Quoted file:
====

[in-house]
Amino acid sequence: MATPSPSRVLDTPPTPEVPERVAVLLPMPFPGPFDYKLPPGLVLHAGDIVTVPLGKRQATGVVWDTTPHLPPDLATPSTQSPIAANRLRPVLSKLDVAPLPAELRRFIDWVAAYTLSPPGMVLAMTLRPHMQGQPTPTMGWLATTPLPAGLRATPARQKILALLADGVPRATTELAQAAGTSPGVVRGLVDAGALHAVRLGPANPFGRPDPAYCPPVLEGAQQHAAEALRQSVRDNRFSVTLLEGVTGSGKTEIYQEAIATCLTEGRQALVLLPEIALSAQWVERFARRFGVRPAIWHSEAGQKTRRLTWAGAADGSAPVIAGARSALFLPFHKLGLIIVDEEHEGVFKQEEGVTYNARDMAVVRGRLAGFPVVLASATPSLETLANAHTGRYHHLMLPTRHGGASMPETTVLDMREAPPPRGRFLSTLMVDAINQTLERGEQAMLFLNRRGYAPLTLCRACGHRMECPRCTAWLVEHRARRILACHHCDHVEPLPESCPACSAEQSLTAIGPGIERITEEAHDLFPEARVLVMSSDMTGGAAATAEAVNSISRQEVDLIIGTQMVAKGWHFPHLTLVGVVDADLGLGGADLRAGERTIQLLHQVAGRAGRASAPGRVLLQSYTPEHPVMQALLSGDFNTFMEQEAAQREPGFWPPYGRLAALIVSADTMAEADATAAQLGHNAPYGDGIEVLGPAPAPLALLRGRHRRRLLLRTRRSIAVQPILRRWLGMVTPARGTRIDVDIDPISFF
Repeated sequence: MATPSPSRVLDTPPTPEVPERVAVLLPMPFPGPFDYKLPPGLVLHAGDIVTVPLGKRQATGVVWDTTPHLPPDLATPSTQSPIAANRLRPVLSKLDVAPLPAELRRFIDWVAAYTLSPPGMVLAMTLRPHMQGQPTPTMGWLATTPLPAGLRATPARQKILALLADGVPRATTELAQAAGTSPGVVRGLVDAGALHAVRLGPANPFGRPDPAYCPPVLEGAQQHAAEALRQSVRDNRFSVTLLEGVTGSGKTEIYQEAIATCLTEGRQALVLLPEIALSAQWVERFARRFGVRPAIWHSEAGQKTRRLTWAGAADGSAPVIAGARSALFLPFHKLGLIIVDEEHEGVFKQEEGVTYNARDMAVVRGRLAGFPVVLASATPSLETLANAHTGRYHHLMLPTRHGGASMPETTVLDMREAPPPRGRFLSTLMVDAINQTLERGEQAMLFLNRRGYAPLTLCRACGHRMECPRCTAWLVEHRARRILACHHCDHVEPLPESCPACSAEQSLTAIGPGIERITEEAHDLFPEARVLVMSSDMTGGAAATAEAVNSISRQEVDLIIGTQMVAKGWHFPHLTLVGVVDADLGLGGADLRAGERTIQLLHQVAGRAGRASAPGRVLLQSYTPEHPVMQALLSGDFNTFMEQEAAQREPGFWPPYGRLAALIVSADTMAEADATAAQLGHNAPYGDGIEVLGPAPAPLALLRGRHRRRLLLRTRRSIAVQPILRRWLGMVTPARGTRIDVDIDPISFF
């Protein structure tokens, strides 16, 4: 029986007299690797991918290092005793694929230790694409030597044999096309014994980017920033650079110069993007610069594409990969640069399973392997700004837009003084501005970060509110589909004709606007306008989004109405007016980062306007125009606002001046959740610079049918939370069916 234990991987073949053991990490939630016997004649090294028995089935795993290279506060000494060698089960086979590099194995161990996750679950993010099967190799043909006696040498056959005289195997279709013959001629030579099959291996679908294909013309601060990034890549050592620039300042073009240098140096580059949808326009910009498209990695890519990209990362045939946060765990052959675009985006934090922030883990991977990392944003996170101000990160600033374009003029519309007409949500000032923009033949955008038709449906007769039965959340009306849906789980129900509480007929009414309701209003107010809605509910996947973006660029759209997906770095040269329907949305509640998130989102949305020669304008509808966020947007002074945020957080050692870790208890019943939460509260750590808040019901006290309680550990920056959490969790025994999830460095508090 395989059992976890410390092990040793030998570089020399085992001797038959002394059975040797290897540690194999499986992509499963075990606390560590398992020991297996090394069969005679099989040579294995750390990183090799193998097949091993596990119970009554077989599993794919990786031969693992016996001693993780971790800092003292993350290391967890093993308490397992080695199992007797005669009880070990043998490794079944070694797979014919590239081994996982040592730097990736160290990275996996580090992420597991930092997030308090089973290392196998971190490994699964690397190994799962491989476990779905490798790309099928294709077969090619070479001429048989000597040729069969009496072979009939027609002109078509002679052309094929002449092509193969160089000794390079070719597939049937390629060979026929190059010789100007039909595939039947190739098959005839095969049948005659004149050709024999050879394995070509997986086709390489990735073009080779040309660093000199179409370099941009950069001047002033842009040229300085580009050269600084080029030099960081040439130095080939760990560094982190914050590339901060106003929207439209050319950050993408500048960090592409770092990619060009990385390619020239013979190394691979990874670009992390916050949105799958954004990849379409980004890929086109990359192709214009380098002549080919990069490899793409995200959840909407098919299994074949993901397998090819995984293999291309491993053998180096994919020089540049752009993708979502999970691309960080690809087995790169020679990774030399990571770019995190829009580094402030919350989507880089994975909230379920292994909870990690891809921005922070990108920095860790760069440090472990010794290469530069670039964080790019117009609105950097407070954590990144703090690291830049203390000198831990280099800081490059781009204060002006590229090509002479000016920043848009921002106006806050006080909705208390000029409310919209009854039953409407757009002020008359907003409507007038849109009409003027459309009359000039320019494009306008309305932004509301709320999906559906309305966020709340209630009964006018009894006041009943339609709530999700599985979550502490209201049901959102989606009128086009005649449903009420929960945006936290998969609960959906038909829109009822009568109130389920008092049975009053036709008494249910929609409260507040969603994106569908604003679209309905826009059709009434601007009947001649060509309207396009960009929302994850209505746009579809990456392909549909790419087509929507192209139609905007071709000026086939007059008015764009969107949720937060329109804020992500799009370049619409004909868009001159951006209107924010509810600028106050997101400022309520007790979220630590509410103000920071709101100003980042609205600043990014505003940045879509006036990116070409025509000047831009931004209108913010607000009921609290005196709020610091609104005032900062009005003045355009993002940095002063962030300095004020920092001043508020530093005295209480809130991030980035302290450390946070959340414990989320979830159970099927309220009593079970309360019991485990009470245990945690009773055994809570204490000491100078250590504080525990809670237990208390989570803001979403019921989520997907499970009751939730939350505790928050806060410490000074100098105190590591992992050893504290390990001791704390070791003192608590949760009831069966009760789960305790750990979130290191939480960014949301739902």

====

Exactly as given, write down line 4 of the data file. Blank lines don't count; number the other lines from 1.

């Protein structure tokens, strides 16, 4: 029986007299690797991918290092005793694929230790694409030597044999096309014994980017920033650079110069993007610069594409990969640069399973392997700004837009003084501005970060509110589909004709606007306008989004109405007016980062306007125009606002001046959740610079049918939370069916 234990991987073949053991990490939630016997004649090294028995089935795993290279506060000494060698089960086979590099194995161990996750679950993010099967190799043909006696040498056959005289195997279709013959001629030579099959291996679908294909013309601060990034890549050592620039300042073009240098140096580059949808326009910009498209990695890519990209990362045939946060765990052959675009985006934090922030883990991977990392944003996170101000990160600033374009003029519309007409949500000032923009033949955008038709449906007769039965959340009306849906789980129900509480007929009414309701209003107010809605509910996947973006660029759209997906770095040269329907949305509640998130989102949305020669304008509808966020947007002074945020957080050692870790208890019943939460509260750590808040019901006290309680550990920056959490969790025994999830460095508090 395989059992976890410390092990040793030998570089020399085992001797038959002394059975040797290897540690194999499986992509499963075990606390560590398992020991297996090394069969005679099989040579294995750390990183090799193998097949091993596990119970009554077989599993794919990786031969693992016996001693993780971790800092003292993350290391967890093993308490397992080695199992007797005669009880070990043998490794079944070694797979014919590239081994996982040592730097990736160290990275996996580090992420597991930092997030308090089973290392196998971190490994699964690397190994799962491989476990779905490798790309099928294709077969090619070479001429048989000597040729069969009496072979009939027609002109078509002679052309094929002449092509193969160089000794390079070719597939049937390629060979026929190059010789100007039909595939039947190739098959005839095969049948005659004149050709024999050879394995070509997986086709390489990735073009080779040309660093000199179409370099941009950069001047002033842009040229300085580009050269600084080029030099960081040439130095080939760990560094982190914050590339901060106003929207439209050319950050993408500048960090592409770092990619060009990385390619020239013979190394691979990874670009992390916050949105799958954004990849379409980004890929086109990359192709214009380098002549080919990069490899793409995200959840909407098919299994074949993901397998090819995984293999291309491993053998180096994919020089540049752009993708979502999970691309960080690809087995790169020679990774030399990571770019995190829009580094402030919350989507880089994975909230379920292994909870990690891809921005922070990108920095860790760069440090472990010794290469530069670039964080790019117009609105950097407070954590990144703090690291830049203390000198831990280099800081490059781009204060002006590229090509002479000016920043848009921002106006806050006080909705208390000029409310919209009854039953409407757009002020008359907003409507007038849109009409003027459309009359000039320019494009306008309305932004509301709320999906559906309305966020709340209630009964006018009894006041009943339609709530999700599985979550502490209201049901959102989606009128086009005649449903009420929960945006936290998969609960959906038909829109009822009568109130389920008092049975009053036709008494249910929609409260507040969603994106569908604003679209309905826009059709009434601007009947001649060509309207396009960009929302994850209505746009579809990456392909549909790419087509929507192209139609905007071709000026086939007059008015764009969107949720937060329109804020992500799009370049619409004909868009001159951006209107924010509810600028106050997101400022309520007790979220630590509410103000920071709101100003980042609205600043990014505003940045879509006036990116070409025509000047831009931004209108913010607000009921609290005196709020610091609104005032900062009005003045355009993002940095002063962030300095004020920092001043508020530093005295209480809130991030980035302290450390946070959340414990989320979830159970099927309220009593079970309360019991485990009470245990945690009773055994809570204490000491100078250590504080525990809670237990208390989570803001979403019921989520997907499970009751939730939350505790928050806060410490000074100098105190590591992992050893504290390990001791704390070791003192608590949760009831069966009760789960305790750990979130290191939480960014949301739902």